Guest opinion: Steps for helping out Krabloonik dogs
January 30, 2009
Many concerned citizens have inquired about the Krabloonik sled dogs and how they can help.
The Voices for Krabloonik Dogs, dedicated to raising the standards of care, is now at a critical crossroad. This past fall, The Krabloonik Advisory Committee outlined improvements needed for the dogs, including fenced exercise yards, exercise wheels, and additional staffing.
The owner has been unable to commit funding for the proposed improvements, citing the poor economy. The committee has also had discussions about a possible purchase of the business. If the owner chooses not to sell the business, and a lack of funding for the improvements needed remains, there will be little change for the sled dogs going into the summer. Their lives on five-foot chains will continue. We will continue to work with the owner and pursue every option to improve the standard of care for the sled dogs. In the meantime, there are many ways concerned citizens can help.
First, several retired sled dogs are currently at the Aspen Animal Shelter. They are up for adoption, and benefit from visitors walking or playing with them. The Aspen Animal Shelter is open seven days a week from 7 a.m. to 6 p.m., located across Highway 82 from the Aspen Airport. Call 544-0206 for more information.
Donations are needed to help pay for medical care, including vaccinations and neutering for the retired sled dogs. A tax-deductible fund has been established through Friends of the Aspen Animal Shelter. Donations can be mailed to FAAS-Krabloonik Fund, PO Box 985, Aspen, CO, 81612. Even a small donation can go a long way.
Water bowls are needed for the 280-plus dogs at Krabloonik. Recycled No. 10 cans are used for watering containers. Many restaurants and supermarkets in the Roaring Fork Valley will donate these cans. You can drop off recycled cans at the Aspen Animal Shelter or Krabloonik directly.
We are striving for improved living conditions for the Krabloonik dogs by this spring. The dogs need time off of their chains and exercise year round. At this time, there is no definitive solution in place. We may have no alternative other than to pursue legislation and ordinance changes through the State of Colorado and the Town of Snowmass Village.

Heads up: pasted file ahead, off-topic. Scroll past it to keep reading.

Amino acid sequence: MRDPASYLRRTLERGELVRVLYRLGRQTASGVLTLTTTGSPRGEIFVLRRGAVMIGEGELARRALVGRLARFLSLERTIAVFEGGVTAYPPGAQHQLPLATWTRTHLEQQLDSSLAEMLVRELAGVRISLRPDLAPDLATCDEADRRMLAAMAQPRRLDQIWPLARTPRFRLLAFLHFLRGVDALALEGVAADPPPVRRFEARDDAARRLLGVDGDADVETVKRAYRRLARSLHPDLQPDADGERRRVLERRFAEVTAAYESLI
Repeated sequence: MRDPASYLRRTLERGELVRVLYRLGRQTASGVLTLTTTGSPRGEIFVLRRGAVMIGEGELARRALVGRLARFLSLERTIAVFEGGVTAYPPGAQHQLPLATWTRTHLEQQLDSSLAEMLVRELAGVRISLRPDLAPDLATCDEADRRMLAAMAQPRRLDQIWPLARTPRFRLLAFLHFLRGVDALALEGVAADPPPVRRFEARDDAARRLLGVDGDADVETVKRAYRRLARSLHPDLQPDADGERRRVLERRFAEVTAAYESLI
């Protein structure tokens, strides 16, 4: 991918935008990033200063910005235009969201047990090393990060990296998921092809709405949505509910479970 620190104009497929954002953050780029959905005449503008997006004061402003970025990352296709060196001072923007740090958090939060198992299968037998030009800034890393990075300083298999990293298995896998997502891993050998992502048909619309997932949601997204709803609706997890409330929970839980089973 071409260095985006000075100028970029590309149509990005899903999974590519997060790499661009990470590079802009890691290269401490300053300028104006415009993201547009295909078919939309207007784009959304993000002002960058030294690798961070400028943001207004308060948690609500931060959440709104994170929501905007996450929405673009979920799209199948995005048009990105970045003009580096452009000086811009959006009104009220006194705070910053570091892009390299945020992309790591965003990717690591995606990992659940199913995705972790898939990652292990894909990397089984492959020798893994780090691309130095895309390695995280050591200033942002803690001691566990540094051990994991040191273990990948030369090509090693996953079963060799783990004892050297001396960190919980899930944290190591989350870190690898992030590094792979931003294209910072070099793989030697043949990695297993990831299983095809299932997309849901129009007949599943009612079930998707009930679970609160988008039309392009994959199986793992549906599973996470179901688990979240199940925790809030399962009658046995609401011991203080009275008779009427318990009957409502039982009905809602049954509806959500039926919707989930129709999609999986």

We believe any animal, whether it is a pet or working animal, deserves the respect to never be chained 24 hours a day, seven days a week, month after month. Sled dogs are bred to pull a sled; they are pack animals that thrive on companionship and their natural instinct is to run and interact with other dogs. Confining them to 5-foot chains, year round, restricts their ability to socialize and move about freely. The very nature of their existence is compromised and in this restrictive environment they suffer.
Sled dogs are permitted to be chained 24 hours a day because of a “tethering waiver” regulation granted to sled dog businesses by the Colorado Department of Agriculture. Please contact the Colorado Department of Agriculture and tell them to reverse the tethering waiver regulation for sled dog operations:
– Dr. Kate Anderson, PACFA, Administrator: Kate.email@example.com
– Dr. Keith Roehr, Assistant State Veterinarian: Keith.firstname.lastname@example.org
– Dr. John Stulp, Commissioner of the Dept. of Agriculture: John.email@example.com
We also encourage you to contact the Snowmass Village Town Council and voice your concerns. The town of Snowmass Village owns the land that Krabloonik resides on, and holds the lease for the Krabloonik Kennels and Restaurant. Please request their support for an anti-tethering ordinance we may propose down the road if it should come to that point:
– Markey Butler: firstname.lastname@example.org
– John Wilkinson: email@example.com
– Arnie Mordkin: firstname.lastname@example.org
– Reed Lewis: email@example.com
– Bill Boineau: (mayor) firstname.lastname@example.org
– Russ Forest: (town manager) email@example.com
Lastly, a bill has been started in the State House called the Puppy Mill Bill. The bill proposes that no breeder, at any one time, shall maintain more than 25 unsterilized (not spayed or neutered) dogs. The bill requires annual veterinary certification of each breeding female to ensure suitability to breed. It also dictates a revocation or denial of license for anyone who has been convicted of animal cruelty. Krabloonik currently has more than 280 dogs, most of which are not spayed or neutered.
The Puppy Mill Bill would have direct influence over operations such as Krabloonik. Please contact your state representatives and ask them and support the Puppy Mill Bill:
– Senator Gail Schwartz: firstname.lastname@example.org; 303-866-4543
– Representative Kathleen Curry: email@example.com; 303-866-2945
We thank everyone who has expressed their support. Feel free to contact us if you have any comments or suggestions.
News from across the Web
Trending In: Columns
- Aspen Mountain will open for skiing Memorial Day Weekend
- Nikos Hecht of Aspen cleared in federal civil suit alleging rape in Mexico
- Aspen senior breaks own state record, three-peats as 400-meter champion
- Hundreds brave chilly morning at Ride for the Pass
- Aspen’s Abarca wins first leg of triple crown, takes 3A 200-meter title